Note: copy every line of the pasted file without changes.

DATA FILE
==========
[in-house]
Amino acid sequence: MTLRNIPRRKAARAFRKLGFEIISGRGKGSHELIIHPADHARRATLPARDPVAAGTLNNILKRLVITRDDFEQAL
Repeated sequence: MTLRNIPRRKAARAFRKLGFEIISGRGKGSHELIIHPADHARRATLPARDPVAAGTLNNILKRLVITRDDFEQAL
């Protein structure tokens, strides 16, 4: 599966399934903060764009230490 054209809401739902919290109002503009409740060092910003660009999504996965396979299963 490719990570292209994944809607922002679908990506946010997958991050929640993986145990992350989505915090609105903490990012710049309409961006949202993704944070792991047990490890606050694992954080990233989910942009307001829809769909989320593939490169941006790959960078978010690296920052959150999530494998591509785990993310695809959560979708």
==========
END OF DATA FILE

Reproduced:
[in-house]
Amino acid sequence: MTLRNIPRRKAARAFRKLGFEIISGRGKGSHELIIHPADHARRATLPARDPVAAGTLNNILKRLVITRDDFEQAL
Repeated sequence: MTLRNIPRRKAARAFRKLGFEIISGRGKGSHELIIHPADHARRATLPARDPVAAGTLNNILKRLVITRDDFEQAL
């Protein structure tokens, strides 16, 4: 599966399934903060764009230490 054209809401739902919290109002503009409740060092910003660009999504996965396979299963 490719990570292209994944809607922002679908990506946010997958991050929640993986145990992350989505915090609105903490990012710049309409961006949202993704944070792991047990490890606050694992954080990233989910942009307001829809769909989320593939490169941006790959960078978010690296920052959150999530494998591509785990993310695809959560979708």